The patient reviewed in our case also had a stroke-induced facial palsy, but his clinical presentation was distinct from these aforementioned syndromes. Our patient had an acute MPMJ infarct presenting as ipsilateral complete facial hemiparesis, severe dysphagia, and a contralateral face and arm numbness. To the best of our knowledge, there is but one similar case report in the literature by Yoneoka et al in 2019.6 And to our knowledge, there are no reported cases in the emergency medicine literature. The infarct can be attributed to a branch occlusion of the anterior inferior cerebellar artery, as speculated by Yoneoka et al, or an occlusion of a paramedian perforating artery arising from the basilar artery.6

Bell’s palsy is, by definition, an isolated peripheral facial nerve lesion; the presence of additional neurologic signs or symptoms, especially those associated with the above-mentioned pontine syndromes, should prompt evaluation for stroke. It should be noted, however, that a sensation of ipsilateral facial numbness in the paretic area with hypoesthesia to pinprick (possibly secondary to contiguous spread of HSV to the trigeminal nerve) is not an uncommon finding in Bell’s palsy and should not be mistaken for stroke.7.8 Stroke and Bell’s palsy can further be distinguished based on timing of onset; the manifestations of stroke tend to progress over seconds to minutes, whereas Bell’s palsy tends to progress over hours to days. It is therefore possible for a patient to wake up with either Bell’s palsy or pontine stroke. This evaluation for stroke as a mimic of Bell’s palsy should of course be coupled with an assessment for other causes of unilateral facial paralysis, especially those for which misdiagnosis can lead to significant morbidity. These include herpes zoster (scabbing or vesicles on external ear exam); parotid gland lesions (history of facial twitching/spasms or palpable mass on exam); and Lyme disease (bilateral facial palsy or concerning history leading to serologic testing).

An additional challenge in the evaluation of pontine strokes lies in the limitations of imaging. Approximately 30% of vertebrobasilar ischemic strokes are missed on initial diffusion-weighted imaging (DWI) obtained in the first 24 hours after symptoms onset.9 Thus, vertebrobasilar strokes cannot be ruled out by an early negative DWI. In the patient described in this report, the initial MRI was negative in the setting of resolved symptoms, and thus he initially suffered from a transient ischemic attack. Repeat imaging did not occur until approximately 2.5 days following in-hospital symptom onset, which likely improved yield. It is important for providers to be aware of the limitations of MRI in this acute window and to trust their clinical judgment if concerning neurologic signs and symptoms persist despite a negative MRI.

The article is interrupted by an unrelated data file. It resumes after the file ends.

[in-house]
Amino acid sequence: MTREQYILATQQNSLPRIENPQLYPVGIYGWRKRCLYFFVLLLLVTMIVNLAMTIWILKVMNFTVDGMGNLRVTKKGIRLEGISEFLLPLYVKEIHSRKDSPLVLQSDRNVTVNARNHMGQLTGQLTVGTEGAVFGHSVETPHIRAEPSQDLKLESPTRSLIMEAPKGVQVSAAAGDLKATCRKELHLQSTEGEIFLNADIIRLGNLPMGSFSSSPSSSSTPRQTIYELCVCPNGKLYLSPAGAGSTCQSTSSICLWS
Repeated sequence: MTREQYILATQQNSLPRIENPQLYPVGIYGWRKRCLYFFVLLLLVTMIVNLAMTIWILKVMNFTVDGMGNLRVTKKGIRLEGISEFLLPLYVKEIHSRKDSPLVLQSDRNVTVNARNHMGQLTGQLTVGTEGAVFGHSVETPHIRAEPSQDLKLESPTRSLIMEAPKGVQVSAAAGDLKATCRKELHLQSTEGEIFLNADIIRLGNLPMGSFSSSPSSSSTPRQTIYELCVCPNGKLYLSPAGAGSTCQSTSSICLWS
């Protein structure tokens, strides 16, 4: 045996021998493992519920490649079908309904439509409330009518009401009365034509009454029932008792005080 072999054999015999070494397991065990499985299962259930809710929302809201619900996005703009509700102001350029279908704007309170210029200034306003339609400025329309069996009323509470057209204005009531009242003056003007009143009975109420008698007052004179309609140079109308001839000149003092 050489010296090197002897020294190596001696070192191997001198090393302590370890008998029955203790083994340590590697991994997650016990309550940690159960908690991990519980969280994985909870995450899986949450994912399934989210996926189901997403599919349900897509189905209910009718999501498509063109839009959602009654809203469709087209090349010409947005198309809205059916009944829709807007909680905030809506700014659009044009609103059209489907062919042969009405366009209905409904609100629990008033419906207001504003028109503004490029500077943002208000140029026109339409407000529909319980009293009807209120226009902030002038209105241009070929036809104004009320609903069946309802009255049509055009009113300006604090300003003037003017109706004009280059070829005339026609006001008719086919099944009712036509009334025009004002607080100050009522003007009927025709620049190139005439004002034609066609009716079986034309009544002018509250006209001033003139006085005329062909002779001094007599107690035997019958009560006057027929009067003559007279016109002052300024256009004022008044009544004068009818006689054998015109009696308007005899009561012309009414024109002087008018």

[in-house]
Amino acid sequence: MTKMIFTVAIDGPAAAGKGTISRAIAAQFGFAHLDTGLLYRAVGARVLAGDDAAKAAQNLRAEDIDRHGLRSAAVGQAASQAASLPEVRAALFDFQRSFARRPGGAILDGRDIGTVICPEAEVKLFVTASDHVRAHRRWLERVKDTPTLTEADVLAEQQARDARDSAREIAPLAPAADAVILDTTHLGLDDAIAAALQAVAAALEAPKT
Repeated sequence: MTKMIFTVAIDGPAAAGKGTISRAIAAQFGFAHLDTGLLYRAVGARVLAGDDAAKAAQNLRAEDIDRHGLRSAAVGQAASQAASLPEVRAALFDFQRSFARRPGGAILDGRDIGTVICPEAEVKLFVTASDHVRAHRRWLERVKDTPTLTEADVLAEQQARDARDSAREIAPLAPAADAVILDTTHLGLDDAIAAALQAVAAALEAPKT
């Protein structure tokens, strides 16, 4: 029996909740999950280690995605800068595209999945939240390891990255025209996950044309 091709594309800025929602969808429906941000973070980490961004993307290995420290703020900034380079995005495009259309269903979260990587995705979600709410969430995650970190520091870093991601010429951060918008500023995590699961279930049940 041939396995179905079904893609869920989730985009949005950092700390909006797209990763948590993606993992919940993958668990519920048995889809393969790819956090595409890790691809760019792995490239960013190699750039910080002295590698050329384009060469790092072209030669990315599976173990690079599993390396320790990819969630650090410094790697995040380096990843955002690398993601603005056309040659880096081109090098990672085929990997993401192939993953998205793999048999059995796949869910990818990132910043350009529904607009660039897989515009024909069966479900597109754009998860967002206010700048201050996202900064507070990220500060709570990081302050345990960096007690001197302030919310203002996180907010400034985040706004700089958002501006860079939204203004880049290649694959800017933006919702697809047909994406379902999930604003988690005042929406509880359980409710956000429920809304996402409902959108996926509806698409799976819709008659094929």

Emergency physicians must remain vigilant for acute pontine strokes presenting as complete hemifacial paresis mimicking Bell’s palsy. Unusual clinical symptoms (namely diplopia, dysphagia, and vertigo) as well as abnormalities on neurologic examination apart from the facial nerve (namely gaze palsy, nystagmus, and contralateral motor or sensory deficits) should prompt evaluation for stroke. Moreover, given the unreliability of MRI in acute brainstem stroke diagnosis, emergency physicians should trust their clinical judgment even when opposed by radiographic data and consider admitting the patient for further workup.


Section Editor: Austin Smith, MD

Full text available through open access at

Documented patient informed consent and Institutional Review Board approval has been obtained and filed for publication of this case report.

Address for Correspondence: Manish Amin, DO, Kern Medical, Department of Emergency Medicine, 1700 Mount Vernon Avenue, Bakersfield CA 93306. Email: 4:380 – 383

Submission history: Revision received February 14, 2020; Submitted April 22, 2020; Accepted May 5, 2020

Conflicts of Interest: By the CPC-EM article submission agreement, all authors are required to disclose all affiliations, funding sources and financial or management relationships that could be perceived as potential sources of bias. The authors disclosed none.